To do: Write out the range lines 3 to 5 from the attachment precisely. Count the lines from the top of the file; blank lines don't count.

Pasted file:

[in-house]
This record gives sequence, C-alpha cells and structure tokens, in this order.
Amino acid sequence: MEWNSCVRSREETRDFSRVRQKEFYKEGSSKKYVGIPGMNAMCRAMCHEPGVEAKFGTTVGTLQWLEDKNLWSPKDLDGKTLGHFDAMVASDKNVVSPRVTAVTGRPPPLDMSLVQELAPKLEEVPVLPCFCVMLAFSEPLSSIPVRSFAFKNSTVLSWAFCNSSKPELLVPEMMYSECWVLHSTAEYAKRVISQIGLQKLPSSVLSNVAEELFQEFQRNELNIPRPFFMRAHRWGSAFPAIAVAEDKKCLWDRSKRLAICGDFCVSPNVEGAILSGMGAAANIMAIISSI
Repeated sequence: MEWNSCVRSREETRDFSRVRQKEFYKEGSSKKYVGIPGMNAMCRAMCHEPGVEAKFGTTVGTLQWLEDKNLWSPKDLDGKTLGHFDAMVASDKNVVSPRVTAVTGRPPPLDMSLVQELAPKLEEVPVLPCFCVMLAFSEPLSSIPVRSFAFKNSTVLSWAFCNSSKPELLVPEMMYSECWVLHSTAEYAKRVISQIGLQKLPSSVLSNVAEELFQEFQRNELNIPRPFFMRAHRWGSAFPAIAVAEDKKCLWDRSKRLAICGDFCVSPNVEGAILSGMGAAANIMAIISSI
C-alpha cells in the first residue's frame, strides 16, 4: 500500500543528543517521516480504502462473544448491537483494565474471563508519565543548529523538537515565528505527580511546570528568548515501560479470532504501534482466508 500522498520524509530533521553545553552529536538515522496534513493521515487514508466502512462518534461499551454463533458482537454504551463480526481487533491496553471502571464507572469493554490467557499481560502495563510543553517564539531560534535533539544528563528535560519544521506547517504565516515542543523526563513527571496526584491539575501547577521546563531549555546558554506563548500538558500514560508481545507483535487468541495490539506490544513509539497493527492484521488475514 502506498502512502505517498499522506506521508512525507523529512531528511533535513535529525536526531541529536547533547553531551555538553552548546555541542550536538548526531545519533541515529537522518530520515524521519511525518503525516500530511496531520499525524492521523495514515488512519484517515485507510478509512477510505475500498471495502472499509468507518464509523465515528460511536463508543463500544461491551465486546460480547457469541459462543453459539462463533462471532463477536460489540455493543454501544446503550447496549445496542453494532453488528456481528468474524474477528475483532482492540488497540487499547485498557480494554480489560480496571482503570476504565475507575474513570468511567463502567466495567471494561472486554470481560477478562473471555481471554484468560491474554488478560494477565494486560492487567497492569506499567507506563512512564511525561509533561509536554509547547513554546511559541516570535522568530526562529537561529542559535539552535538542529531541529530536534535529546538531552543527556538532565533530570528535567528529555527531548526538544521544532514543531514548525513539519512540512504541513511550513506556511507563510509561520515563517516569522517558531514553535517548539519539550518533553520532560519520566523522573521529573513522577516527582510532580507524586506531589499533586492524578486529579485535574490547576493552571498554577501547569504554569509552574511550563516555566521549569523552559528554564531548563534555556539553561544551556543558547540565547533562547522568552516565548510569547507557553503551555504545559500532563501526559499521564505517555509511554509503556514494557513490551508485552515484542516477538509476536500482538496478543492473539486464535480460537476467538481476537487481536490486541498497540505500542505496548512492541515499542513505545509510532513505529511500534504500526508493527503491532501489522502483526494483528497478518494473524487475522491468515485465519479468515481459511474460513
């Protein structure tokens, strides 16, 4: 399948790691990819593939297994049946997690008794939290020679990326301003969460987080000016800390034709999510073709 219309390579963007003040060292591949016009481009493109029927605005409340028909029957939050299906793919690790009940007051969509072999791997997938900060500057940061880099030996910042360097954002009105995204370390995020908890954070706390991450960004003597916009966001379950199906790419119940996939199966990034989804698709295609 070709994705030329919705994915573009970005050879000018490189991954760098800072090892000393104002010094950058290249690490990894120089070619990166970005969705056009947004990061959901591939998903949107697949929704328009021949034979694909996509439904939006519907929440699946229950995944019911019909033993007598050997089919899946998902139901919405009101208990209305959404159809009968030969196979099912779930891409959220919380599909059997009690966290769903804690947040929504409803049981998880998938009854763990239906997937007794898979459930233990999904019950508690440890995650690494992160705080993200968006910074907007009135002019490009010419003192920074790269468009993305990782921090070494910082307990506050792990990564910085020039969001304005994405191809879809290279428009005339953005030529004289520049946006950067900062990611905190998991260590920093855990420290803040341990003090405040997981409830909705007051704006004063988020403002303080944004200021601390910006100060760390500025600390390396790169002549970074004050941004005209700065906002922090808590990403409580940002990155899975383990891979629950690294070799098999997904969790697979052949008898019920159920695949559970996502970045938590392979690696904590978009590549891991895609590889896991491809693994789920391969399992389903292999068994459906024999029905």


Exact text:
Amino acid sequence: MEWNSCVRSREETRDFSRVRQKEFYKEGSSKKYVGIPGMNAMCRAMCHEPGVEAKFGTTVGTLQWLEDKNLWSPKDLDGKTLGHFDAMVASDKNVVSPRVTAVTGRPPPLDMSLVQELAPKLEEVPVLPCFCVMLAFSEPLSSIPVRSFAFKNSTVLSWAFCNSSKPELLVPEMMYSECWVLHSTAEYAKRVISQIGLQKLPSSVLSNVAEELFQEFQRNELNIPRPFFMRAHRWGSAFPAIAVAEDKKCLWDRSKRLAICGDFCVSPNVEGAILSGMGAAANIMAIISSI
Repeated sequence: MEWNSCVRSREETRDFSRVRQKEFYKEGSSKKYVGIPGMNAMCRAMCHEPGVEAKFGTTVGTLQWLEDKNLWSPKDLDGKTLGHFDAMVASDKNVVSPRVTAVTGRPPPLDMSLVQELAPKLEEVPVLPCFCVMLAFSEPLSSIPVRSFAFKNSTVLSWAFCNSSKPELLVPEMMYSECWVLHSTAEYAKRVISQIGLQKLPSSVLSNVAEELFQEFQRNELNIPRPFFMRAHRWGSAFPAIAVAEDKKCLWDRSKRLAICGDFCVSPNVEGAILSGMGAAANIMAIISSI
C-alpha cells in the first residue's frame, strides 16, 4: 500500500543528543517521516480504502462473544448491537483494565474471563508519565543548529523538537515565528505527580511546570528568548515501560479470532504501534482466508 500522498520524509530533521553545553552529536538515522496534513493521515487514508466502512462518534461499551454463533458482537454504551463480526481487533491496553471502571464507572469493554490467557499481560502495563510543553517564539531560534535533539544528563528535560519544521506547517504565516515542543523526563513527571496526584491539575501547577521546563531549555546558554506563548500538558500514560508481545507483535487468541495490539506490544513509539497493527492484521488475514 502506498502512502505517498499522506506521508512525507523529512531528511533535513535529525536526531541529536547533547553531551555538553552548546555541542550536538548526531545519533541515529537522518530520515524521519511525518503525516500530511496531520499525524492521523495514515488512519484517515485507510478509512477510505475500498471495502472499509468507518464509523465515528460511536463508543463500544461491551465486546460480547457469541459462543453459539462463533462471532463477536460489540455493543454501544446503550447496549445496542453494532453488528456481528468474524474477528475483532482492540488497540487499547485498557480494554480489560480496571482503570476504565475507575474513570468511567463502567466495567471494561472486554470481560477478562473471555481471554484468560491474554488478560494477565494486560492487567497492569506499567507506563512512564511525561509533561509536554509547547513554546511559541516570535522568530526562529537561529542559535539552535538542529531541529530536534535529546538531552543527556538532565533530570528535567528529555527531548526538544521544532514543531514548525513539519512540512504541513511550513506556511507563510509561520515563517516569522517558531514553535517548539519539550518533553520532560519520566523522573521529573513522577516527582510532580507524586506531589499533586492524578486529579485535574490547576493552571498554577501547569504554569509552574511550563516555566521549569523552559528554564531548563534555556539553561544551556543558547540565547533562547522568552516565548510569547507557553503551555504545559500532563501526559499521564505517555509511554509503556514494557513490551508485552515484542516477538509476536500482538496478543492473539486464535480460537476467538481476537487481536490486541498497540505500542505496548512492541515499542513505545509510532513505529511500534504500526508493527503491532501489522502483526494483528497478518494473524487475522491468515485465519479468515481459511474460513